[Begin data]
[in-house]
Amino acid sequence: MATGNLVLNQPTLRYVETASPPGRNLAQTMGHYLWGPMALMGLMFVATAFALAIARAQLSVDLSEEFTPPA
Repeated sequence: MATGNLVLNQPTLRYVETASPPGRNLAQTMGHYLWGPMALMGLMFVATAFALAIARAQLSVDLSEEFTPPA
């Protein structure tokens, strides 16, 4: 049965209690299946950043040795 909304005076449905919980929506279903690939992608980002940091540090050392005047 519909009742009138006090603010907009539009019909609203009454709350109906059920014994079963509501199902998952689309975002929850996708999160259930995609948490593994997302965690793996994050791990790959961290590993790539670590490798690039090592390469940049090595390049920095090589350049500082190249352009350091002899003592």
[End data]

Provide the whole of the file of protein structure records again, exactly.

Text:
[in-house]
Amino acid sequence: MATGNLVLNQPTLRYVETASPPGRNLAQTMGHYLWGPMALMGLMFVATAFALAIARAQLSVDLSEEFTPPA
Repeated sequence: MATGNLVLNQPTLRYVETASPPGRNLAQTMGHYLWGPMALMGLMFVATAFALAIARAQLSVDLSEEFTPPA
């Protein structure tokens, strides 16, 4: 049965209690299946950043040795 909304005076449905919980929506279903690939992608980002940091540090050392005047 519909009742009138006090603010907009539009019909609203009454709350109906059920014994079963509501199902998952689309975002929850996708999160259930995609948490593994997302965690793996994050791990790959961290590993790539670590490798690039090592390469940049090595390049920095090589350049500082190249352009350091002899003592």